joez
joez
12/5/2012 | 5:01:04 PM
re: MPLS-TP Camp States Its OAM Case


Maybe that's the problem..."MPLS first and TP second". The reason for eval of this technology is TP first and MPLS second, not the other way around...or at least that's how I approach this.


Most frustrating? Not sure, possibly combination of items, such as different OAM approach in industry, lack of consensus on the simple ID issue (ongoing discussion in IETF), need for PW features on top of MPLS even if I don't need it for my deployment, and with that all the "subset" of extensions to various protocols. Is the vendor community going to charge me for a box that will only have these "simple" feature sets, or am I going to be saddled with R&D overhead for these superset protocols that I don't plan to use?

chechaco
chechaco
12/5/2012 | 5:01:04 PM
re: MPLS-TP Camp States Its OAM Case


Thank you for your expedient response to my questions.


I think that there are two groups of providers that are looking at MPLS-TP. One group - providers that already have IP/MPLS networks and realized benefits of TE and dynamic control plane. Another group - providers with broad transport experience in TDM (SONET/SDH) that are looking to add packet transport to responcibilities of their transport team. Perhaps providers from the first group are more prepared to adopt MPLS-TP in its IETF interpretation. I expect that ITU-T interpretation of MPLS-TP will emphasise, as you've suggesting, the TP component. But that will take time and even then it will use all constructs and mechanisms defined by IETF and compatible with MPLS data plane.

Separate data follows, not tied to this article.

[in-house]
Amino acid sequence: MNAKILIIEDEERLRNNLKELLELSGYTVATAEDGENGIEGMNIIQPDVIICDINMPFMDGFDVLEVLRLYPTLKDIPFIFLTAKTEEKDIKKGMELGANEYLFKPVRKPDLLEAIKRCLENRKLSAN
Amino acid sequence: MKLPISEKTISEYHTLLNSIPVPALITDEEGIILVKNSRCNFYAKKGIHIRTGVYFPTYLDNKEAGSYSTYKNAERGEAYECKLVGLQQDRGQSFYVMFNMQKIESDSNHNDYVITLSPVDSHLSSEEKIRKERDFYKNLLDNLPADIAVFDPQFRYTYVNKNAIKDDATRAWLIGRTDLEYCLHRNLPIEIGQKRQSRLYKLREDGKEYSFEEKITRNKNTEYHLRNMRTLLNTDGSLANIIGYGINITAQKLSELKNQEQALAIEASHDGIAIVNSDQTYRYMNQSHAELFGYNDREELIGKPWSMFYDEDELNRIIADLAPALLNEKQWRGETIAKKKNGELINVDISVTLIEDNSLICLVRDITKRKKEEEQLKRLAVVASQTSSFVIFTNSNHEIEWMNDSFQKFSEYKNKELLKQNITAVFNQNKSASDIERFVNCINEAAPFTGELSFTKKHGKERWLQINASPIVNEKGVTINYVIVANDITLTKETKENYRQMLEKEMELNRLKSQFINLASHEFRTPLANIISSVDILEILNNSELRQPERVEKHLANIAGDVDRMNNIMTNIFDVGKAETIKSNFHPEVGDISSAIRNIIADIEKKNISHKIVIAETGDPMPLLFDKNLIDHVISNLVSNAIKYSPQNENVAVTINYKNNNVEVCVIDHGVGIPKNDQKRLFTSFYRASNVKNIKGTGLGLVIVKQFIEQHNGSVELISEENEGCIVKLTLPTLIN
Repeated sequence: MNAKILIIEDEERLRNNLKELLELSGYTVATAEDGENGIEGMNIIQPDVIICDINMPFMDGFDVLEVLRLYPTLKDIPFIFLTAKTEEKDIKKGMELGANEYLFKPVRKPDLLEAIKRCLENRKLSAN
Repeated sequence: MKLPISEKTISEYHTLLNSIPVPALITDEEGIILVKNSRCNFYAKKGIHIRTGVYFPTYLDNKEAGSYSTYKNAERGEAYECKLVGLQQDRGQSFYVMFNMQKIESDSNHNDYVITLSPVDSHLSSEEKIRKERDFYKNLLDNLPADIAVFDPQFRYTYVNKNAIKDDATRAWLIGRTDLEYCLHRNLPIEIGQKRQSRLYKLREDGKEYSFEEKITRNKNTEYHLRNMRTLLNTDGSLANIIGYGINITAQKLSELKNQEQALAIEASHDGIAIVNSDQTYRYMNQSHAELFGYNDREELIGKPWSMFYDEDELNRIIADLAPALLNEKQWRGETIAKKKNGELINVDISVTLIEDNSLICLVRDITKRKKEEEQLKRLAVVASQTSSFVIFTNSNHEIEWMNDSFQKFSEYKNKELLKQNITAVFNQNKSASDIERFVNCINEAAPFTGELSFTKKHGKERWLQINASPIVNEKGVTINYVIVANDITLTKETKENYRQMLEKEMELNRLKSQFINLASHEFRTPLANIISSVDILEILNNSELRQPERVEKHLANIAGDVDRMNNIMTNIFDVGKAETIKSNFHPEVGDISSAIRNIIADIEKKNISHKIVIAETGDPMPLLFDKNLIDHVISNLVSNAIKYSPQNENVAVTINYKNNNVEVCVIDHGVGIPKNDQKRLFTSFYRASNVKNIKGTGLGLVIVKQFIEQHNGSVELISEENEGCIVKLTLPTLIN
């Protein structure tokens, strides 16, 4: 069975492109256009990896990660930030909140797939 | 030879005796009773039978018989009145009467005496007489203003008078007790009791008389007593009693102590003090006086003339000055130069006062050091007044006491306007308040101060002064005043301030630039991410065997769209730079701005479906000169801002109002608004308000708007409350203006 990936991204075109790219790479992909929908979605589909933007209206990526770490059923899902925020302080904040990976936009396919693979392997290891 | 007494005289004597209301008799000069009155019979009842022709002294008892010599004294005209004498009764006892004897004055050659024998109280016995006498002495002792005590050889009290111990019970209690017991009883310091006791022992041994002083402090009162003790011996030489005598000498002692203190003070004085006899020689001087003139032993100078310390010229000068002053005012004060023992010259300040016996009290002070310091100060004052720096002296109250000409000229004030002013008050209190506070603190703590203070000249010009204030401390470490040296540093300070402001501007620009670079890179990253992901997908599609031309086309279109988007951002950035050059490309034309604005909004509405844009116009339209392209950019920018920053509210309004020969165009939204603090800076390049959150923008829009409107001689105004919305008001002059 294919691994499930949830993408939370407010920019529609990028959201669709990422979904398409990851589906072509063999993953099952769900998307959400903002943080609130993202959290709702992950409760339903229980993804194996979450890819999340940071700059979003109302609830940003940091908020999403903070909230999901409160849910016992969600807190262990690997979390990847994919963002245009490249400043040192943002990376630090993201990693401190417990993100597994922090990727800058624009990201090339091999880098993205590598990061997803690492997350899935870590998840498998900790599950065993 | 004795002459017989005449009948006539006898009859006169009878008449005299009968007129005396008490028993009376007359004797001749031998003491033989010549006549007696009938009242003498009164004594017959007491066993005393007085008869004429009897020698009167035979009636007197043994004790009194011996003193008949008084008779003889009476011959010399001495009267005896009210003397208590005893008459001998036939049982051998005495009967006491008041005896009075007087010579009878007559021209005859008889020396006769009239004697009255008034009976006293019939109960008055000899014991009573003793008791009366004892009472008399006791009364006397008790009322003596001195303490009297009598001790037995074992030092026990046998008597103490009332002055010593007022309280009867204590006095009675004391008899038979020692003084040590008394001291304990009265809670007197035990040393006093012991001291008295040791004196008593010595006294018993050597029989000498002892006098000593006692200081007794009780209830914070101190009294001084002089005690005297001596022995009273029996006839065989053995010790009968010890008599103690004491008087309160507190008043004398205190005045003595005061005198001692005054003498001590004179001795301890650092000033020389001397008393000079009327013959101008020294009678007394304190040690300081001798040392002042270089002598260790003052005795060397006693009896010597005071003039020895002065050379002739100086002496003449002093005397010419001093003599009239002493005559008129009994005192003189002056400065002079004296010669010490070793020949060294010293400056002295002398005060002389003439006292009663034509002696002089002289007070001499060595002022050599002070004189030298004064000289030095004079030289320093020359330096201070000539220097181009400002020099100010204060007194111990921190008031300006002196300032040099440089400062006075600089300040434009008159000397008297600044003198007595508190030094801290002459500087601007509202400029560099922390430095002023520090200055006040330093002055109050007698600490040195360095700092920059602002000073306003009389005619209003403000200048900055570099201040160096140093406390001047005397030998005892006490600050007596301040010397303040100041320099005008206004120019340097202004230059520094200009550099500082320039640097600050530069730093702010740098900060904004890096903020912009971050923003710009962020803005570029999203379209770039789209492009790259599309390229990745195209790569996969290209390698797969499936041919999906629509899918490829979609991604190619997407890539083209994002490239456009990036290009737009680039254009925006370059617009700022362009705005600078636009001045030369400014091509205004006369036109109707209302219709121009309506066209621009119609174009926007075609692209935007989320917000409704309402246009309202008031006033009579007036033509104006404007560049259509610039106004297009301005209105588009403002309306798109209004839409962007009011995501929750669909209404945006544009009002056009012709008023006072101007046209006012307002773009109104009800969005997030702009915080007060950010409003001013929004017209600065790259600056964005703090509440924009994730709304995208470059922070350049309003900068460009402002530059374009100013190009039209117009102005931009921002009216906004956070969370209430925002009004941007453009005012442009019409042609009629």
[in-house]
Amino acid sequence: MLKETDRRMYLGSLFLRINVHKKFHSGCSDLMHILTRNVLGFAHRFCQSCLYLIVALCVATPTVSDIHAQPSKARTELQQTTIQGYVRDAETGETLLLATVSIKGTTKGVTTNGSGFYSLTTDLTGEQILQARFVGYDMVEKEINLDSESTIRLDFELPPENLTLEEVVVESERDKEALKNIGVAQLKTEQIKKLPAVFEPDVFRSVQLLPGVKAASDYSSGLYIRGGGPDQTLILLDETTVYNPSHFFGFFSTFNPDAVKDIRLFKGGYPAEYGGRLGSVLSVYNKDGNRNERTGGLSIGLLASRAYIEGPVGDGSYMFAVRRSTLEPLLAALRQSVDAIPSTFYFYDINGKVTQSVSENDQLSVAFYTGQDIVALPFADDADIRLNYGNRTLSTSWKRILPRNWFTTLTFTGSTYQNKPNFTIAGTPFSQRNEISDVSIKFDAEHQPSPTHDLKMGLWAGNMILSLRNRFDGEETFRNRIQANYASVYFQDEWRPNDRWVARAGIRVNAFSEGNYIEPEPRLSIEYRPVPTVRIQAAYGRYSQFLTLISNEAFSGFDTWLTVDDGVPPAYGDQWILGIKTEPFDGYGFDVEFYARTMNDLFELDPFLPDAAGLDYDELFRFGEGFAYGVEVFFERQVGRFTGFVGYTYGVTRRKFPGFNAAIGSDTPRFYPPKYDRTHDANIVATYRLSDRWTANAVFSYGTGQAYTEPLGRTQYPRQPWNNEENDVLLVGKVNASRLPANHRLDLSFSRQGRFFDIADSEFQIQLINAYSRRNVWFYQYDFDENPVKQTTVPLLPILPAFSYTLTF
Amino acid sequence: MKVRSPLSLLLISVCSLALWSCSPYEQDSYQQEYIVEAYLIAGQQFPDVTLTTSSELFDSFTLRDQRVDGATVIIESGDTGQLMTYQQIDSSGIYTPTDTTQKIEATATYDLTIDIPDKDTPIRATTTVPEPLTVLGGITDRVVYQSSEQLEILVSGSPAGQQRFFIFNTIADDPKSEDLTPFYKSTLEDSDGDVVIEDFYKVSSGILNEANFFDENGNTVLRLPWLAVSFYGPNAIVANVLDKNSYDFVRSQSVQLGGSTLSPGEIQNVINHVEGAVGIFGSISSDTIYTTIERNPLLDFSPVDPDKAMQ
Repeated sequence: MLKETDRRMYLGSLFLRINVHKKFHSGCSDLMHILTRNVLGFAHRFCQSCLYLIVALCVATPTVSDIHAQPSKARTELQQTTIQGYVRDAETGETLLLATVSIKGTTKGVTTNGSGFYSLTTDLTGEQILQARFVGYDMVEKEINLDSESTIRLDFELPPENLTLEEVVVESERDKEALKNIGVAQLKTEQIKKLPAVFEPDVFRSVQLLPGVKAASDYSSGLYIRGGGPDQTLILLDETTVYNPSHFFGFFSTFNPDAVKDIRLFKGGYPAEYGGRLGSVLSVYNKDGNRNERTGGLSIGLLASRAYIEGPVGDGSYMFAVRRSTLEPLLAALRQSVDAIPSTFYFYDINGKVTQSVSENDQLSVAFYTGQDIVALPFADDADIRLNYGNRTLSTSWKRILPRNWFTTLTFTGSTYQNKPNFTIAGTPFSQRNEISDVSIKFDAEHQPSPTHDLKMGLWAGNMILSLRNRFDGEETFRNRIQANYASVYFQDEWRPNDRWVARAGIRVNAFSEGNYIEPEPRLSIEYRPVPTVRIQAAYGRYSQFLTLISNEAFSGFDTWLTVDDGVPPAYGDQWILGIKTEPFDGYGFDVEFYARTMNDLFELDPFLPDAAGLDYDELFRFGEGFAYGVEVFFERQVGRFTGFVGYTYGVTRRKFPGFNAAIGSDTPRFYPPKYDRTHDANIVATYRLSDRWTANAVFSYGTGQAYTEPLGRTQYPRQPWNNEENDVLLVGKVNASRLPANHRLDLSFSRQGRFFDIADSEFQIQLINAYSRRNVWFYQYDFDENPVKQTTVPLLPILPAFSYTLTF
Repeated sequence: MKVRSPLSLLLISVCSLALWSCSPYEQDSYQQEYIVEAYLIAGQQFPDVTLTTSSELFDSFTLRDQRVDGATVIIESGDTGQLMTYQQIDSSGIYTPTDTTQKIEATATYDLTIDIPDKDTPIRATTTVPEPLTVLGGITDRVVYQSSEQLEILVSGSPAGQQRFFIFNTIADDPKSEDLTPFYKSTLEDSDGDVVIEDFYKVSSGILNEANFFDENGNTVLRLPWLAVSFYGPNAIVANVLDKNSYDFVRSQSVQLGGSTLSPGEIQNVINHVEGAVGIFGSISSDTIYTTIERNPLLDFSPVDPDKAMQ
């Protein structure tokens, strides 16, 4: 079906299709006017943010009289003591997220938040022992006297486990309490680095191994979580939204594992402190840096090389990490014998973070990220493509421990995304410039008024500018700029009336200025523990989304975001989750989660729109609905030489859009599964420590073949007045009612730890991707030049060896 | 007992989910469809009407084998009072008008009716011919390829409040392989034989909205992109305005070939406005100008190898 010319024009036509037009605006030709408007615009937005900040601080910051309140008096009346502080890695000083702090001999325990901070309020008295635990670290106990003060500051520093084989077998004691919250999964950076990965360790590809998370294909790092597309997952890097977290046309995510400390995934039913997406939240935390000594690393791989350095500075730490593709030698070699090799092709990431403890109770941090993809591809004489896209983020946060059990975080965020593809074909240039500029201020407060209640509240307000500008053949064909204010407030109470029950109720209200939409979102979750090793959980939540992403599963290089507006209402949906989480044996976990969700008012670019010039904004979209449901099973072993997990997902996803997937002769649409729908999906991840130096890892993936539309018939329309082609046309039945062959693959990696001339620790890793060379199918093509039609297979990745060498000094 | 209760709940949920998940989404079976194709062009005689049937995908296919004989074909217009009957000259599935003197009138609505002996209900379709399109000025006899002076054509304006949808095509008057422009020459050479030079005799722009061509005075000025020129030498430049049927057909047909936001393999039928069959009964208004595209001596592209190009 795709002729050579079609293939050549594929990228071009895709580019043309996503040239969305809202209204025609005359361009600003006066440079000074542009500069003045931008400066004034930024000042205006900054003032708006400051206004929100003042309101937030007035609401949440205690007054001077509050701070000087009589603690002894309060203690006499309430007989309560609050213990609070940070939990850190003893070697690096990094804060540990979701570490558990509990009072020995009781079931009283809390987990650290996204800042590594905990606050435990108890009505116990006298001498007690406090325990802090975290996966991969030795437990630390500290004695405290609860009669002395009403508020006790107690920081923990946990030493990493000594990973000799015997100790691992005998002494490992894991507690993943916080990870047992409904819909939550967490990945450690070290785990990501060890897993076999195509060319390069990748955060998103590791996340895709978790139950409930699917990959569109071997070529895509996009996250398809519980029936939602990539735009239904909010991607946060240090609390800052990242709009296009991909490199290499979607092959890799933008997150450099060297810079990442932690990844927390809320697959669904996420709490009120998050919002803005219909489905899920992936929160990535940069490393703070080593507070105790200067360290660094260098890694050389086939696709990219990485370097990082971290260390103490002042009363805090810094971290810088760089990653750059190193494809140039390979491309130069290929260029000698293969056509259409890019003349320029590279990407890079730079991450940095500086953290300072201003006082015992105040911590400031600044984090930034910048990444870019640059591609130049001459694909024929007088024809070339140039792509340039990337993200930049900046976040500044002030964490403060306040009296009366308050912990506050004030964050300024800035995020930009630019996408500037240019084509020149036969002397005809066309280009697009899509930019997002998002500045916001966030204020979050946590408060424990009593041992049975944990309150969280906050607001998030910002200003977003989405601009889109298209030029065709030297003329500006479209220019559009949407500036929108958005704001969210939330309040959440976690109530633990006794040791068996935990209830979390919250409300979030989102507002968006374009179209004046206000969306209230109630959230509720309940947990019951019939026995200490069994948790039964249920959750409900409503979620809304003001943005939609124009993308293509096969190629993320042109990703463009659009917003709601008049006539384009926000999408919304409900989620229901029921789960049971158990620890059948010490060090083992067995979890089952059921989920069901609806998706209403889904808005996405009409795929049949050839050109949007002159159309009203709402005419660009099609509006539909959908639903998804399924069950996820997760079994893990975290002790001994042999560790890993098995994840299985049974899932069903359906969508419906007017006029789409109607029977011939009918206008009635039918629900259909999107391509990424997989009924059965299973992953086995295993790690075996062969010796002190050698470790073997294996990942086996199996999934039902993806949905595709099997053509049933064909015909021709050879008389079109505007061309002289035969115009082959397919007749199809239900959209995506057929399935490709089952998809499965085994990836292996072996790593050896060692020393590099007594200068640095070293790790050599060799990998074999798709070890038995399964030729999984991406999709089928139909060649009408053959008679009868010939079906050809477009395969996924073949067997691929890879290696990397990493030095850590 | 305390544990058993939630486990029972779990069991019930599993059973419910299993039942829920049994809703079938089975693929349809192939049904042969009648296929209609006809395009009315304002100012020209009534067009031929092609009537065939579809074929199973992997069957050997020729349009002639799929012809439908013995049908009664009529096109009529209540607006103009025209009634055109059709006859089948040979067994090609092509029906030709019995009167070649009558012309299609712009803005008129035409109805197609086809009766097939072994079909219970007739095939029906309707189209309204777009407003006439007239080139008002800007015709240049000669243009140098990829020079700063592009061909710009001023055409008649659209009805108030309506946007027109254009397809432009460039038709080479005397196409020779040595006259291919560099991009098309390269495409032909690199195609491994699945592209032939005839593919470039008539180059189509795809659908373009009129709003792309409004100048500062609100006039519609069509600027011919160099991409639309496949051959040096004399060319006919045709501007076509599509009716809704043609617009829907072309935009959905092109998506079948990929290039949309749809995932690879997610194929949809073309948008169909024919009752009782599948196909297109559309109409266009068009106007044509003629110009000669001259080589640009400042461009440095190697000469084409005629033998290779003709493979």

The MPLS, and I agree with you, might not be needed to solve every provider's problem. Some providers might be absolutely satisfied by using solutions you've mentioned.

Duh!
Duh!
12/5/2012 | 5:01:00 PM
re: MPLS-TP Camp States Its OAM Case


who was a bit nonplussed by the way this was handled.